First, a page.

The means-to-an-end is always in resources, so I think what the General is saying that lethal and destructive technologies give more people the resources towards an end.

The job of social media is to make sure it is a good end, as it is, because of lobbies, almost impossible to control weapon systems.

Q=mA=E=mc^2 (a post in the making)

Recognizing the core dimensions of market stability–and understanding their critical nexus–is central to the conversation and narrative of current Honduras, a culture and country in transition. The confluence and collaboration within the dimensions of Security, Rules Sets, Investment, Infrastructure, and Resources work together to generate market stability. Thus, the ability to assess the variable dynamics of the Honduras market nexus–situation awareness (e.g., the nature and relative importance of each dimension, the relationship between the dimensions and their strategic environment, and the recognition of systemic “choke points”, “tipping points” and feedback loops.)–becomes paramount to the successful pursuit of opportunity in Honduras.

via Critt Jarvis.

The above quote is as close of a description of a quantum (Q) unit of energy that I could come by. If you substitute “a quantum unit of energy” for “market stability” in the sentence “Recognizing the core dimensions of market stability…” then the understanding of a quantum becomes clear.

As the above quote suggests, a quantum is a unit of energy without time, only dimensions. Recognizing the core dimensions is very important in understanding quantum physics, but it is not all that is important. “The nature and relative importance of each dimension, the relationship between the dimensions and their strategic environment, and the recognition of systemic “choke points”, “tipping points” and feedback loops.” is also important.

“the nature and relative importance of each dimension” is a judgement call that a quantum makes, through the use of feedback loops at tipping points while navigating “choke points” within the culture of its structure.

“The relationship between the dimensions and their strategic environment” is a feeling of either good or being satisfied (or not on either points) that develops inside the culture and creates the outside structure of a quantum. The structure of a quantum resides within the area of its velocity.

With the judgement that a quantum makes, as to its nature and relative importance, and the feelings it develops, as to its spatial position, the quantum is able to recognize its “”choke points, “tipping points” and feedback loops” in its relationship between its culture and structure, as it spins inward and outward.

A quantum has no velocity, because it has no time. Velocity is a change in distance over a change in time, and without time velocity can’t exist. Velocity squared (c^2) then becomes an area (A) of velocity.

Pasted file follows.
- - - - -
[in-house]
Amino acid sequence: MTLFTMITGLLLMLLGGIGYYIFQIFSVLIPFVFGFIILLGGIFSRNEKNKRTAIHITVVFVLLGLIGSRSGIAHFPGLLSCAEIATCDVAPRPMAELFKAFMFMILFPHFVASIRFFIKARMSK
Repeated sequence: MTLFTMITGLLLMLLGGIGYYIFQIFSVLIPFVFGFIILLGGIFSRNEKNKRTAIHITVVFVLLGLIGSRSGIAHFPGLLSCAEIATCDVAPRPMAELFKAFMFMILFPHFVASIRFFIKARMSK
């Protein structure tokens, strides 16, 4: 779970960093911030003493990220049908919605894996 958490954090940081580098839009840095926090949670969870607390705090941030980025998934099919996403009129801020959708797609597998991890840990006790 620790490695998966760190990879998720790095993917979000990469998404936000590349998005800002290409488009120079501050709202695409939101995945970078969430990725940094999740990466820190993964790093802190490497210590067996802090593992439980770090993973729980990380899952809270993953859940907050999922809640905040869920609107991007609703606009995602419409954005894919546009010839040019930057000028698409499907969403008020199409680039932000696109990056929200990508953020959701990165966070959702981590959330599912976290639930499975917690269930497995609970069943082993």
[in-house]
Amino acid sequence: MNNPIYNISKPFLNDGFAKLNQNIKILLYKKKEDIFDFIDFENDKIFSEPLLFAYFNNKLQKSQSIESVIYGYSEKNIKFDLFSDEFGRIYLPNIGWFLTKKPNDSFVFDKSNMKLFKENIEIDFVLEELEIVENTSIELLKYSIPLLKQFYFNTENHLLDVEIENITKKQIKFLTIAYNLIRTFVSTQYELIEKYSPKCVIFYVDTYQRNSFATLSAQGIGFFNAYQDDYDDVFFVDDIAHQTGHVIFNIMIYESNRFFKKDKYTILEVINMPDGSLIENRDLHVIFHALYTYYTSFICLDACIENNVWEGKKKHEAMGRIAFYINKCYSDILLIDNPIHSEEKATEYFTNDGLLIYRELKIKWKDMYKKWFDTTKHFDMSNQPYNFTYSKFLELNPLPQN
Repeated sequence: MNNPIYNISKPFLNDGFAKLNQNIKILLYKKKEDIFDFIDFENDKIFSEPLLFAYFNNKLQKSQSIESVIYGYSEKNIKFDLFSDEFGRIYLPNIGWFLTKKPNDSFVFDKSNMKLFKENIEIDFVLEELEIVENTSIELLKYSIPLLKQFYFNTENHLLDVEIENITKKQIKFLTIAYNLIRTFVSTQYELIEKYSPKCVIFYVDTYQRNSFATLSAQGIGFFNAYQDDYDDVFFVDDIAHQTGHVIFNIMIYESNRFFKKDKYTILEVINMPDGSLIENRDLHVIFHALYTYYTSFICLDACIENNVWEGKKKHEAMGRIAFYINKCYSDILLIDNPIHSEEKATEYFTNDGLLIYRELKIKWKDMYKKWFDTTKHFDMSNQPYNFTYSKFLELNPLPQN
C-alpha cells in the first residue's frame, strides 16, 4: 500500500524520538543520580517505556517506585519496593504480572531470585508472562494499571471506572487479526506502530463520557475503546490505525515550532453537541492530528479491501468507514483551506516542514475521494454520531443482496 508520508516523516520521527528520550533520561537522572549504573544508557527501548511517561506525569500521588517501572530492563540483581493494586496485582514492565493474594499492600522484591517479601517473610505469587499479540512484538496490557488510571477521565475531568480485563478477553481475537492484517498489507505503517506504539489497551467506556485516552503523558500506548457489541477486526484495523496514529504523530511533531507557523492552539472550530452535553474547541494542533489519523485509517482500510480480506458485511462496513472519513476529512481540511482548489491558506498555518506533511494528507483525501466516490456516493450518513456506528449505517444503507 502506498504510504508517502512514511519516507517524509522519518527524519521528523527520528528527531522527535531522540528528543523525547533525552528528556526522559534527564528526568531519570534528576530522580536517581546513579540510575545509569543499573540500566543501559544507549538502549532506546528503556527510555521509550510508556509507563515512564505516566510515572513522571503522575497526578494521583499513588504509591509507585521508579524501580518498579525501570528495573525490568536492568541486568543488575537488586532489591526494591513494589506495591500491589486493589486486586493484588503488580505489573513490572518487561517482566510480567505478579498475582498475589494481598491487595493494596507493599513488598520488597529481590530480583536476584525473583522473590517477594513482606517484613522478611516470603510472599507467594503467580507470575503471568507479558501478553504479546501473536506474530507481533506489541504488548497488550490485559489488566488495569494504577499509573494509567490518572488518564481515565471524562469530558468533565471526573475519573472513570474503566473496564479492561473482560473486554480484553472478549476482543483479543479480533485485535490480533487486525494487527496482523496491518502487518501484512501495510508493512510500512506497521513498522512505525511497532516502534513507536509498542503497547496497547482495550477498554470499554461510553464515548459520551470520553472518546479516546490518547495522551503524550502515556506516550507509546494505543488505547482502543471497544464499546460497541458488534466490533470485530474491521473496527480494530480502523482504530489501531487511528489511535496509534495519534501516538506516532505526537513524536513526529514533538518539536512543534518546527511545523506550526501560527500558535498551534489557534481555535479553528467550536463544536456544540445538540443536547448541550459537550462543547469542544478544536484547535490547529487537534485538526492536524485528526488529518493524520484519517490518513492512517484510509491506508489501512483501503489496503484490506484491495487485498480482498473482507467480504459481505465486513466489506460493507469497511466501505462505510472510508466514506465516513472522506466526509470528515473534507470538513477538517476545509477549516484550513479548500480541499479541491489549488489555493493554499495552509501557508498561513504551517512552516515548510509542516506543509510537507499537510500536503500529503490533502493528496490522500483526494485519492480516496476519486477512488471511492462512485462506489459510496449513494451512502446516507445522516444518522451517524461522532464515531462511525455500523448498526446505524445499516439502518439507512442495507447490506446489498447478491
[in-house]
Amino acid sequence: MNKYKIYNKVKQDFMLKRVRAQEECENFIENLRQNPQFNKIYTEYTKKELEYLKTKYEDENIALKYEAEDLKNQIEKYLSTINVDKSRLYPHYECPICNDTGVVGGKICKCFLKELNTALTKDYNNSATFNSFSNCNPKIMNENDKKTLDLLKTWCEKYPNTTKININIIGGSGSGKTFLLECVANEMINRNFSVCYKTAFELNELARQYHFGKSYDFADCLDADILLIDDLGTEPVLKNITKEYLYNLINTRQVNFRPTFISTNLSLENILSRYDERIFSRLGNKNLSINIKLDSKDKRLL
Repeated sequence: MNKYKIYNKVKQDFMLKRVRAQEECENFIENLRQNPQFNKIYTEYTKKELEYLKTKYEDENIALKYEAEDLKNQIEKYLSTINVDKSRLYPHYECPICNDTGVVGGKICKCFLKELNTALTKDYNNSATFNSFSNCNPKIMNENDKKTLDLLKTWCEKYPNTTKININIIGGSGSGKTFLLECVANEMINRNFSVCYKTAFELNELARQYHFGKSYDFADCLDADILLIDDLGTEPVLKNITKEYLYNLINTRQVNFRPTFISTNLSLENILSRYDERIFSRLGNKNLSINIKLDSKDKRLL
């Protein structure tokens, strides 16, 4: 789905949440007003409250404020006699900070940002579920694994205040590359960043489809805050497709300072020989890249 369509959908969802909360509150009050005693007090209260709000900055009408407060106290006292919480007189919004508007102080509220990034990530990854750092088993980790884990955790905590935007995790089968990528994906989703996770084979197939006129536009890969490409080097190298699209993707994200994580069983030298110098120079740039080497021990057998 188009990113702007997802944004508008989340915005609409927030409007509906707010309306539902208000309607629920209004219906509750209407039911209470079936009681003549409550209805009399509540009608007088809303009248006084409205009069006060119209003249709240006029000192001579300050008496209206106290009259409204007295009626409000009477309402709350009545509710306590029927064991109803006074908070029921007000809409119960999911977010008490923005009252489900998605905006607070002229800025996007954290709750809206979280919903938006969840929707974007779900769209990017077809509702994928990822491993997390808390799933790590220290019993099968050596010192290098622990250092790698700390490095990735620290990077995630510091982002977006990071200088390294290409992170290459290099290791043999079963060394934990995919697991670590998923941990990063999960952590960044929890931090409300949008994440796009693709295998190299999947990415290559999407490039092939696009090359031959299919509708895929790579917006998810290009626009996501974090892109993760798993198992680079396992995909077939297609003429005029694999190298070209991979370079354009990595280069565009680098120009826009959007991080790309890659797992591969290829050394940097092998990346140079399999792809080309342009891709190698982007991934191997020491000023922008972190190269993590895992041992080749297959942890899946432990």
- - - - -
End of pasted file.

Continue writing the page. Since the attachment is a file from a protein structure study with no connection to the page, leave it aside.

A quantum does have velocity’s cousin acceleration, which is the change of velocity over a change in time. Acceleration exists, because acceleration is based more on feelings and judgement than time. Acceleration is also at its maximum when velocity is at zero, so perhaps time is not completely eliminated, but velocity is.

The feelings of a quantum are probably locked inside the relationships of its mass (culture). However, mass doesn’t exist without the relationship that develop because of those feeling, as to its spatial relationship (structure).

The judgment of a quantum is between its mass and area of velocity. The judgment, and the feelings behind it, produces a spin. A judgment represents acceleration at the moment of inertia of its z-axis as it spins to find its way within the area of velocity.

Time is then created by the spin, as the quantum accelerate towards another dimension, in the area of velocity, by the judgment of the quantum and how it feels as to its spatial relationships, inward and outward.

The direction of the other dimension (the dimension of time) is in the direction of the quantum’s z-axis, and the direction of the spin is probably a judgment call, based on how good it feels as it moves or if those feeling are one of being satisfied spatially.

The way Honduras will spin (inward or outward) is probably based on those same feelings (good and satisfied).

If the judgment is cultural, between like people, who move north and south because they want to, Honduras may become satisfied, in the relationship with like people, and spin “inward”.

If the judgment is structural, between un-like people, who move east and west because of some technology need, then Honduras may feel good, about where they are in the world (location), and the spin will be “outward”, fulfilling the need of new relationships (a new market).

Perhaps what Honduras needs is technology from the north and south that makes them feel good, about their ability to move north and south, and satisfied about where they are at in their relationships with the east and west.

A good start would be for Obama to build the power grid north and south, to include Honduras, instead of east and west across the USA. The direction east and west will never be completed, because it represents no-growth. Growth for the USA is represented by the directions north and south, and is the direction this new grid-technology should take.